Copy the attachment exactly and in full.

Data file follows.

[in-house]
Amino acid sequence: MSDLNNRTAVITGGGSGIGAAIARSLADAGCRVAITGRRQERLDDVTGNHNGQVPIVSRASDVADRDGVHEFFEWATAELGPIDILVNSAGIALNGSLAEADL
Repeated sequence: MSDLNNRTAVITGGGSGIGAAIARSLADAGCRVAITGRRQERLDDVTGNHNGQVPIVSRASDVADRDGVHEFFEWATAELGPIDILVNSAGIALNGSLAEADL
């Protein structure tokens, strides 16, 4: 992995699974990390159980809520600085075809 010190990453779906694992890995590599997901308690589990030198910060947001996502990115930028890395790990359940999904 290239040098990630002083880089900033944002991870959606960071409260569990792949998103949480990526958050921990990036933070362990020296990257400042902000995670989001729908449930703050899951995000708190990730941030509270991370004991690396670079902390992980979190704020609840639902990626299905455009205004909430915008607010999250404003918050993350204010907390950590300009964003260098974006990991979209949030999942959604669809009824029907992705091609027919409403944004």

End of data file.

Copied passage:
[in-house]
Amino acid sequence: MSDLNNRTAVITGGGSGIGAAIARSLADAGCRVAITGRRQERLDDVTGNHNGQVPIVSRASDVADRDGVHEFFEWATAELGPIDILVNSAGIALNGSLAEADL
Repeated sequence: MSDLNNRTAVITGGGSGIGAAIARSLADAGCRVAITGRRQERLDDVTGNHNGQVPIVSRASDVADRDGVHEFFEWATAELGPIDILVNSAGIALNGSLAEADL
């Protein structure tokens, strides 16, 4: 992995699974990390159980809520600085075809 010190990453779906694992890995590599997901308690589990030198910060947001996502990115930028890395790990359940999904 290239040098990630002083880089900033944002991870959606960071409260569990792949998103949480990526958050921990990036933070362990020296990257400042902000995670989001729908449930703050899951995000708190990730941030509270991370004991690396670079902390992980979190704020609840639902990626299905455009205004909430915008607010999250404003918050993350204010907390950590300009964003260098974006990991979209949030999942959604669809009824029907992705091609027919409403944004």